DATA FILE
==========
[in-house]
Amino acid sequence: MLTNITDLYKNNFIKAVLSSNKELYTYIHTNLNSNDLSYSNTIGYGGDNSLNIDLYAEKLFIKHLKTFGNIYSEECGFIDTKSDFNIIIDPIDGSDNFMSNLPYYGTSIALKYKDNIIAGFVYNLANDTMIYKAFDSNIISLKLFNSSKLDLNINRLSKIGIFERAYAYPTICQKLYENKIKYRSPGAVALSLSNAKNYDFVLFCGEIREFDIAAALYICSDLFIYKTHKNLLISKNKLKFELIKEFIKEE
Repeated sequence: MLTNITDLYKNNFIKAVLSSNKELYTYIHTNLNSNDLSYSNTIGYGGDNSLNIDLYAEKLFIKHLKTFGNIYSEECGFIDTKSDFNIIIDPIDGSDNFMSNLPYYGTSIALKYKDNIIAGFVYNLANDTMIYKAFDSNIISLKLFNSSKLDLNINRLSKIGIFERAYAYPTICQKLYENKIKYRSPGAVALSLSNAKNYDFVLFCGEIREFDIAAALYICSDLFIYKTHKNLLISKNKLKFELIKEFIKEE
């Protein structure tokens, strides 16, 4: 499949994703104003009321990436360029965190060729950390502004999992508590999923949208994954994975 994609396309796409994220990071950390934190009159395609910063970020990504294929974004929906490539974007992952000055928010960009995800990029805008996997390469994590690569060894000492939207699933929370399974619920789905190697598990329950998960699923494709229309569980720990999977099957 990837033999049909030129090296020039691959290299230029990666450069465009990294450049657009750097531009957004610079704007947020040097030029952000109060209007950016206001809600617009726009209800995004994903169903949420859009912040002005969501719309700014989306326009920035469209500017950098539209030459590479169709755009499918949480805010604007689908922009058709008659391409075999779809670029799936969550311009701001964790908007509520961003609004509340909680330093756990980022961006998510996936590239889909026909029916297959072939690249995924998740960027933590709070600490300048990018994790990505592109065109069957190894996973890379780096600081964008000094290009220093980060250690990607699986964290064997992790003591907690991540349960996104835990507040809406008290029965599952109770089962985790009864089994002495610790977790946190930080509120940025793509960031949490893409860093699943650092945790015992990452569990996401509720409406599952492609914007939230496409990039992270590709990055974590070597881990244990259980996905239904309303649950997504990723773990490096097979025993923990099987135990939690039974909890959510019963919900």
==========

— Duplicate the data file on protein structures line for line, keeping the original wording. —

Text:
[in-house]
Amino acid sequence: MLTNITDLYKNNFIKAVLSSNKELYTYIHTNLNSNDLSYSNTIGYGGDNSLNIDLYAEKLFIKHLKTFGNIYSEECGFIDTKSDFNIIIDPIDGSDNFMSNLPYYGTSIALKYKDNIIAGFVYNLANDTMIYKAFDSNIISLKLFNSSKLDLNINRLSKIGIFERAYAYPTICQKLYENKIKYRSPGAVALSLSNAKNYDFVLFCGEIREFDIAAALYICSDLFIYKTHKNLLISKNKLKFELIKEFIKEE
Repeated sequence: MLTNITDLYKNNFIKAVLSSNKELYTYIHTNLNSNDLSYSNTIGYGGDNSLNIDLYAEKLFIKHLKTFGNIYSEECGFIDTKSDFNIIIDPIDGSDNFMSNLPYYGTSIALKYKDNIIAGFVYNLANDTMIYKAFDSNIISLKLFNSSKLDLNINRLSKIGIFERAYAYPTICQKLYENKIKYRSPGAVALSLSNAKNYDFVLFCGEIREFDIAAALYICSDLFIYKTHKNLLISKNKLKFELIKEFIKEE
């Protein structure tokens, strides 16, 4: 499949994703104003009321990436360029965190060729950390502004999992508590999923949208994954994975 994609396309796409994220990071950390934190009159395609910063970020990504294929974004929906490539974007992952000055928010960009995800990029805008996997390469994590690569060894000492939207699933929370399974619920789905190697598990329950998960699923494709229309569980720990999977099957 990837033999049909030129090296020039691959290299230029990666450069465009990294450049657009750097531009957004610079704007947020040097030029952000109060209007950016206001809600617009726009209800995004994903169903949420859009912040002005969501719309700014989306326009920035469209500017950098539209030459590479169709755009499918949480805010604007689908922009058709008659391409075999779809670029799936969550311009701001964790908007509520961003609004509340909680330093756990980022961006998510996936590239889909026909029916297959072939690249995924998740960027933590709070600490300048990018994790990505592109065109069957190894996973890379780096600081964008000094290009220093980060250690990607699986964290064997992790003591907690991540349960996104835990507040809406008290029965599952109770089962985790009864089994002495610790977790946190930080509120940025793509960031949490893409860093699943650092945790015992990452569990996401509720409406599952492609914007939230496409990039992270590709990055974590070597881990244990259980996905239904309303649950997504990723773990490096097979025993923990099987135990939690039974909890959510019963919900």